This comes up frequently on the business end of the Internet world, often with respect to a release, or a specific feature in a release. These conversations can be easy when it's obvious to all involved that a given action would most definitely benefit or, alternatively, harm the company, and they can be hard when it appears to be something close to a 50/50 chance of benefit or harm.
But after reading this article, most of those conversations seem so pedestrian. This guy is catching tuna while on a kayak, and living to tell the tale?
Makes you think about adding a new hobby to your list, and I don't mean golf!
He's a Dev Manager, and has been through this before, so he told his Supervisor that he had an offer on the table. His Supervisor had also been through similar before, and said, "So, are you done here, or can we do something to keep you?" My buddy said that he was not done, and laid out conditions that would make it worth his while to stay.
His Supervisor then said, "O.K., let me see what I can put together for you, and I need to check in with HR." So, my buddy put on his waiting hat and returned to his work.
A couple days later, the Supervisor came back with an answer. Yeah, the counter had arrived!
This was at least 24 hours too late. This small process had reminded my buddy more and more of all the things that he disliked about the place. The bureaucracy, the red tape, HR making a mess of things, the inability to just get stuff done.
Could be almost any company, except it's not. It was Microsoft.
People matter. When business process gets in the way of people's lives, and their ability to make informed decisions that improve their lot in life, then that business is probably getting less nimble, less innovative and more likely to fail in the future.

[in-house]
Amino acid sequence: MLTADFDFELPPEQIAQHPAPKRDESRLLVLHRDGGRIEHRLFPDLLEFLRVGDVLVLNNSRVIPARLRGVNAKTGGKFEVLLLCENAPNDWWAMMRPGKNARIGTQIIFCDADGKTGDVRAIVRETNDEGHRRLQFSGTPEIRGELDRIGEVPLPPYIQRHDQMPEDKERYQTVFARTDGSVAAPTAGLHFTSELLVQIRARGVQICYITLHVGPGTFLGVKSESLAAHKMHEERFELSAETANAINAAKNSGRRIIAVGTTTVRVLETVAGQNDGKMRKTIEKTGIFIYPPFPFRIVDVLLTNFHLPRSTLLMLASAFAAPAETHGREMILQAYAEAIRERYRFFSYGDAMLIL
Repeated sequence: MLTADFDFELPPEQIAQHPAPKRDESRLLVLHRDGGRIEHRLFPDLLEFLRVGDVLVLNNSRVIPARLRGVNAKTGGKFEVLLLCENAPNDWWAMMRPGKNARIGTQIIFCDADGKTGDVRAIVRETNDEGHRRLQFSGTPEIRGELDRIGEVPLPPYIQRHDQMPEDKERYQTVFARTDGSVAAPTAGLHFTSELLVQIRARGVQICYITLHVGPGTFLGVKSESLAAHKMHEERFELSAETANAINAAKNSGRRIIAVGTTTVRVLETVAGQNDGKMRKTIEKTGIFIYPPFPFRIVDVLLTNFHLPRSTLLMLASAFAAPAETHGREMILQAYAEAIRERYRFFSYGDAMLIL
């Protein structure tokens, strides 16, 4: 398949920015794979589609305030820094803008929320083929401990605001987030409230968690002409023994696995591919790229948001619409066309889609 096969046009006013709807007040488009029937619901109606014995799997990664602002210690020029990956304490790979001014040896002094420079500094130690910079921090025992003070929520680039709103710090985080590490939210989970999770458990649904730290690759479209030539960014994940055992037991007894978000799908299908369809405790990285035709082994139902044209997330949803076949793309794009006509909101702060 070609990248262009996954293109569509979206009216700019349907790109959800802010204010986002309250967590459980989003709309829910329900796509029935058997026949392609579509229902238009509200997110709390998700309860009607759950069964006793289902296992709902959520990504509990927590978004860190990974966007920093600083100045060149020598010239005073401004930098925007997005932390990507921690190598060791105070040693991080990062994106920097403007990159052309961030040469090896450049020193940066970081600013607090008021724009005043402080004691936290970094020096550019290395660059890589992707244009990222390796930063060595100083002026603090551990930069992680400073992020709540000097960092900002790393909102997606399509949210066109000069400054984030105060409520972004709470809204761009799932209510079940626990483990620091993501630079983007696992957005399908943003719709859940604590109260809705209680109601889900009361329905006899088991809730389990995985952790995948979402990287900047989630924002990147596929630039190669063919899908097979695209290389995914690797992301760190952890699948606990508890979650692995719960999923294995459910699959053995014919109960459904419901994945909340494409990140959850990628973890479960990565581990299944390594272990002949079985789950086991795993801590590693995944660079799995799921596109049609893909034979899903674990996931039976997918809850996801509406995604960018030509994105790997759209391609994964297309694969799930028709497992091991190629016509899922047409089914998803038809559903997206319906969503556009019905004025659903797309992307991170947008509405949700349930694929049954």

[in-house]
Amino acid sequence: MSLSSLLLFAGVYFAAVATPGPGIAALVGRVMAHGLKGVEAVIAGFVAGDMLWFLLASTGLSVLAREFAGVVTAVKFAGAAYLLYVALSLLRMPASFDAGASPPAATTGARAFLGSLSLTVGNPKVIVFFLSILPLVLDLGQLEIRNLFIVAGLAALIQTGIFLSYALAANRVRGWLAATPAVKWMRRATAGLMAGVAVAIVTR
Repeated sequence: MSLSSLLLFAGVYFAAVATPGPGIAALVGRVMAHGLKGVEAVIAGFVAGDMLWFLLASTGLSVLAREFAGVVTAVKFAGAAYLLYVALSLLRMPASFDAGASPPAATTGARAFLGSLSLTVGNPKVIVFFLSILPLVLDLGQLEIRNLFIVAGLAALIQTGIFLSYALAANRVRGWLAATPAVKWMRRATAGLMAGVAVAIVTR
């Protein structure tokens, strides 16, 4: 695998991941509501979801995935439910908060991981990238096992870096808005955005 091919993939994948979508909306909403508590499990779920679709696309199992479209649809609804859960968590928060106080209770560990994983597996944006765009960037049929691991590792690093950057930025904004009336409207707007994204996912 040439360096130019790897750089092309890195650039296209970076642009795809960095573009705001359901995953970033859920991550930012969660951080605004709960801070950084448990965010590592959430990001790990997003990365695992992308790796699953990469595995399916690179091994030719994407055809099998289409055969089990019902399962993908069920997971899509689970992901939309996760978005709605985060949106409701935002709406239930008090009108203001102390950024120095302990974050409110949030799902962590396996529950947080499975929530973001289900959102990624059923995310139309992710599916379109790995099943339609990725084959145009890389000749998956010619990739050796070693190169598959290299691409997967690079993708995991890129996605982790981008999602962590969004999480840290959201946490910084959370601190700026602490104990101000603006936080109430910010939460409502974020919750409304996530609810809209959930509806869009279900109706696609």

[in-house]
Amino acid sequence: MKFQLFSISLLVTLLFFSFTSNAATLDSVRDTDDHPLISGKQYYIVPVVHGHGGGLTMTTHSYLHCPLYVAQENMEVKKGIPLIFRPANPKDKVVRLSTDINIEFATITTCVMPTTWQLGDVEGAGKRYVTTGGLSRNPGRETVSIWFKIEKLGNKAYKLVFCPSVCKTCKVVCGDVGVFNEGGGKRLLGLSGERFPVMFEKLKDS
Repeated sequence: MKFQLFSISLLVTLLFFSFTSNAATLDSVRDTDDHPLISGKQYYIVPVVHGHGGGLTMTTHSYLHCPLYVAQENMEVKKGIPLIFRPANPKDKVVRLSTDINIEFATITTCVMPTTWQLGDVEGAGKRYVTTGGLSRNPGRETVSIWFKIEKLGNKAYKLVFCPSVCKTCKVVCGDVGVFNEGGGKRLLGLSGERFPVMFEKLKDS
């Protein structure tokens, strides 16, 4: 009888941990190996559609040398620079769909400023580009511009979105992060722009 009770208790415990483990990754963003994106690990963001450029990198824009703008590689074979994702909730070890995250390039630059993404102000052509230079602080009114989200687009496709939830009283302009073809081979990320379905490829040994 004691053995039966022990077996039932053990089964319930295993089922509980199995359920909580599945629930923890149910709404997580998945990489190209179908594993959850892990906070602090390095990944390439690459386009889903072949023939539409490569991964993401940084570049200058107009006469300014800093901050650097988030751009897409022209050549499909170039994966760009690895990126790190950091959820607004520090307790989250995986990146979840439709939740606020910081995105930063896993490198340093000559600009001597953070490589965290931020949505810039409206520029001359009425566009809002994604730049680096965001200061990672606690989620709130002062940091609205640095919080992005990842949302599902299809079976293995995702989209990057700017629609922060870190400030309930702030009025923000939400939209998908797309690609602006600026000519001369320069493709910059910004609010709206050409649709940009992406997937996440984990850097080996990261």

Why couldn't the Supervisor in question just have done the right thing in a timely manner?
Techcrunch has an thought-provoking post about three firms which have just recently gone through lay-offs. They are:
More doom and gloom regarding the economy? Nah. Just companies which have internal problems or challenges with their current products (or both).
Historically, job growth during an economic turn-around comes from new or small companies which are highly innovative and bringing new products to a market that may not yet exist.
If you want good economic news about how our economy is rebuilding, look for newish companies bringing products to market which make you go 'hmm, that's something new', and avoid the news about older companies - unless it's about a new product for a new market by a team which is running unfettered.
My mind goes to the nooks & crannies of the graph.
How are the workers who used to make cars in the U.S. doing? Is the economic stimulus plan in China working, and if so, how have the workers creating the infrastructure faring in all this? What products are just about to be brought out into the world that will make our lives better? What longer-term behavioral shifts will we see in how people handle money, and assess risk?